From left: Lisa Weissman-Ward, Lainie Motamedi, Mayor London Breed, Ann Hsu.

SAN FRANCISCO — San Francisco Mayor London N. Breed on March 11 appointed three new members to the San Francisco Board of Education.

At a ceremony at Galileo High School, Breed swore in Ann Hsu, Lainie Motamedi, and Lisa Weissman-Ward to fill the vacant positions on the seven-member board of Education. The seats were vacated after a recall vote that took place on Feb. 15.

Breed has undergone a comprehensive process to identify, interview, and select candidates for the school board. Prior to and after the February recall election, she began meeting with parents from across the city, including from over 50 schools in neighborhoods including the Sunset, Mission, Bayview, Richmond, Tenderloin and more. She also conducted meetings with monolingual parents.

Those meetings served to identify what parents felt was needed in their public schools and what they were looking for in leadership at the district. She also met with groups like the United Educators of San Francisco to understand a broad range of perspectives. For the last three weeks she had been interviewing a range of well-qualified candidates.

“I know what our kids have been through the last two years, and I know how important our public schools are for our city,” said Breed. “I wouldn’t be where I am today without our public schools and the teachers and guidance counselors who supported me every step of the way. I want to thank everyone who stepped forward to be a part of the process, including the parents who took the time to share their views on what we need to do, as well as those who put themselves forward as candidates to serve on the school board.

“As we emerge from this pandemic, we need to focus on delivering on the basic services our residents deserve, and I know these three women will be intensely focused on meeting the urgent needs of our kids and our schools, while also focusing on the long-term health of our public school system. There’s a lot of work to do, and some tough choices ahead, but working together we can make sure our schools are moving in a positive direction.”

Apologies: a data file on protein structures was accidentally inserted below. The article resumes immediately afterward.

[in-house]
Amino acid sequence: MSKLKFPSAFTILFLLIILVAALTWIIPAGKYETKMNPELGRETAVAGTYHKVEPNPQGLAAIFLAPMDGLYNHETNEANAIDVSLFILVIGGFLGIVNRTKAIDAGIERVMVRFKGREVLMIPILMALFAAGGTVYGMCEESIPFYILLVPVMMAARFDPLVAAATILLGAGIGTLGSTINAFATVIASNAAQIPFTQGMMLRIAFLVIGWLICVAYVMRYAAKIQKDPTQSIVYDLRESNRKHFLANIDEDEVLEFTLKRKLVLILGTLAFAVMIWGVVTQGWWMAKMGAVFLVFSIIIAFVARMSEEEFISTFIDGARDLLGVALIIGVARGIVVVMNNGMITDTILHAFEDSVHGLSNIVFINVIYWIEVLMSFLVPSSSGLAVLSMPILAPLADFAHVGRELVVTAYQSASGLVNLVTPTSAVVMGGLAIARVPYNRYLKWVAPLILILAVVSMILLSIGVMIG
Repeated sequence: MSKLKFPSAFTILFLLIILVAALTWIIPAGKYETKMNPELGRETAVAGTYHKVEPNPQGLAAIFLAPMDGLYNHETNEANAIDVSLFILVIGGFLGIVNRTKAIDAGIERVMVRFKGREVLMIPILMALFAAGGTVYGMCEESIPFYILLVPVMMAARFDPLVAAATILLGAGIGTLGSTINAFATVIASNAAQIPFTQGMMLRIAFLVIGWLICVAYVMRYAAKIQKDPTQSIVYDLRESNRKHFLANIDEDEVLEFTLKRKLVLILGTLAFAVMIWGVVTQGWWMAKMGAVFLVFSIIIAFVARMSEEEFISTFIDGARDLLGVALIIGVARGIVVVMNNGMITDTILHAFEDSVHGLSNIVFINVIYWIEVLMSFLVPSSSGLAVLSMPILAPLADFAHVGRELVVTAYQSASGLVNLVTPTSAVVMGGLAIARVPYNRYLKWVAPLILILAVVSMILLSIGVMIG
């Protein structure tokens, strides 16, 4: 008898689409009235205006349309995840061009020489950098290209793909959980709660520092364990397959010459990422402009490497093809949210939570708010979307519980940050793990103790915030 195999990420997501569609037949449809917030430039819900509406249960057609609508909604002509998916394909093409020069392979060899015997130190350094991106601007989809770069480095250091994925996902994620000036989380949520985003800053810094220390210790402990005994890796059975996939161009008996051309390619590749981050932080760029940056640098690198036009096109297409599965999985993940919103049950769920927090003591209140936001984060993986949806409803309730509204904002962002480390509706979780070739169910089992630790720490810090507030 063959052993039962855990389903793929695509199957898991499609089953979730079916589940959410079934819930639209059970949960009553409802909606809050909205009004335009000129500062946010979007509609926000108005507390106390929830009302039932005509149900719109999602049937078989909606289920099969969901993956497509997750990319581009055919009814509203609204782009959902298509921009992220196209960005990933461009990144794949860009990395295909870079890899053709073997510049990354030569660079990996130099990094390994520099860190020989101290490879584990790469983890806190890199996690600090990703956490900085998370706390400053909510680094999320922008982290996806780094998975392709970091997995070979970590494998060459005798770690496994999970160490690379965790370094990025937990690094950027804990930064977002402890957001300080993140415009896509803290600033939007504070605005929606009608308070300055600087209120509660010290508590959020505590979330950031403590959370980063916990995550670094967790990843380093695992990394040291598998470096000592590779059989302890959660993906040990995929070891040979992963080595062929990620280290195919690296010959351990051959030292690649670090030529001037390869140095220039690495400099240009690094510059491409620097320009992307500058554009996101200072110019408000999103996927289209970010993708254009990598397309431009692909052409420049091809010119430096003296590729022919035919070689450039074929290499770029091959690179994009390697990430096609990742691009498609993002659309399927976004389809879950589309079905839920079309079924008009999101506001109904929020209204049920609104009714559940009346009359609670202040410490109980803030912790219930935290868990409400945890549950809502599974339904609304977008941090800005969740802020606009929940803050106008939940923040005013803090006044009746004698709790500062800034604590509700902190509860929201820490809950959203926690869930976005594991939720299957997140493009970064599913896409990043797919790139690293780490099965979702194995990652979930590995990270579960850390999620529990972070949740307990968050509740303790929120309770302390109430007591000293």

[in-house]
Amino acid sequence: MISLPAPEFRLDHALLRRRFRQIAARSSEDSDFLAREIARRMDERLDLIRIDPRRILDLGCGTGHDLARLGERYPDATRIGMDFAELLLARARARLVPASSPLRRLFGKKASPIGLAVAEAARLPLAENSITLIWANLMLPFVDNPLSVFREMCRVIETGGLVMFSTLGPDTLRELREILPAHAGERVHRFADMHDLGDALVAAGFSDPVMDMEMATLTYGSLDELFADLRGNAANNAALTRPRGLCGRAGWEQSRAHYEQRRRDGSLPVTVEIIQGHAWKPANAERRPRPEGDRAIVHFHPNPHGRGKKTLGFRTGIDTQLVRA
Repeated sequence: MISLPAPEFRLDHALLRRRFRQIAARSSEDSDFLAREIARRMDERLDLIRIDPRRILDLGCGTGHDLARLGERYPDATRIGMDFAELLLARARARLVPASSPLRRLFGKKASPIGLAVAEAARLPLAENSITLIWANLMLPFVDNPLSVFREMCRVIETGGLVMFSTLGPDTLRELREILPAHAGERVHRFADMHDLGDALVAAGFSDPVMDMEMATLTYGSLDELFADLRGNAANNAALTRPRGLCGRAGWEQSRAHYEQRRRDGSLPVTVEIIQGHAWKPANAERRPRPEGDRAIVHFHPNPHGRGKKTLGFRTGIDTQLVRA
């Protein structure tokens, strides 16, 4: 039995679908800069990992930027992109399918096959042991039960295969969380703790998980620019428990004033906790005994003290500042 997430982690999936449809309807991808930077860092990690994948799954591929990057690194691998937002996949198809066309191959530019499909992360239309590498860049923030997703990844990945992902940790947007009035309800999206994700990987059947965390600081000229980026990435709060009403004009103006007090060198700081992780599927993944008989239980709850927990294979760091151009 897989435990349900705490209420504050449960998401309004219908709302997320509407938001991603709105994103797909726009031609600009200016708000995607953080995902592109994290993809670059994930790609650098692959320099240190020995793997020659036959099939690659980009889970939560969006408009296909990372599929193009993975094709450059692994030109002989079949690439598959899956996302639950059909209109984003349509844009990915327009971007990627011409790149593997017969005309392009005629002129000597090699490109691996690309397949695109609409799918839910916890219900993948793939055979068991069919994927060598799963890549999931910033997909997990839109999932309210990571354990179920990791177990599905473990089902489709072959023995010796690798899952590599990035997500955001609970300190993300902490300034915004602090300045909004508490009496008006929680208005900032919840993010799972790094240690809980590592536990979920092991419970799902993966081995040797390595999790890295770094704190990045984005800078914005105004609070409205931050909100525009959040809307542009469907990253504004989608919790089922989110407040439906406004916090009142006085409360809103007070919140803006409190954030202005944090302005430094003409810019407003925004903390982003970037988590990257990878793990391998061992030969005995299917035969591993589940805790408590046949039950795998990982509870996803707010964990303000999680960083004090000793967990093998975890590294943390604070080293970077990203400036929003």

At the swearing-in ceremony, Breed cited the diverse backgrounds and experiences of the new members as well as their commitment to the San Francisco Unified School District to address the immediate challenges being faced, including closing the significant budget deficit, hiring a new superintendent, and stabilizing the school system as it emerges from two years of pandemic impacts.

Each of the three new members will serve the remainder of the vacated terms through the end of 2022. All three seats are up for an election in November 2022.

Ann Hsu is a public school parent who lives in the Richmond District. She is president of the Galileo High School PTSA and chairperson of the SFUSD Independent Citizens’ Bond Oversight Committee. She has a BS in electrical engineering from Penn State University and an MS in electrical engineering and MBA from UC Berkeley.

Hsu has strong connections to San Francisco’s Chinese American community dating back to the 1990s when she was an active member of the San Francisco-Shanghai Sister City Committee. A veteran of the technology industry, she worked for over 20 years between Silicon Valley and China at well-known large technology companies as well as co-founded and led her own company for 13 years.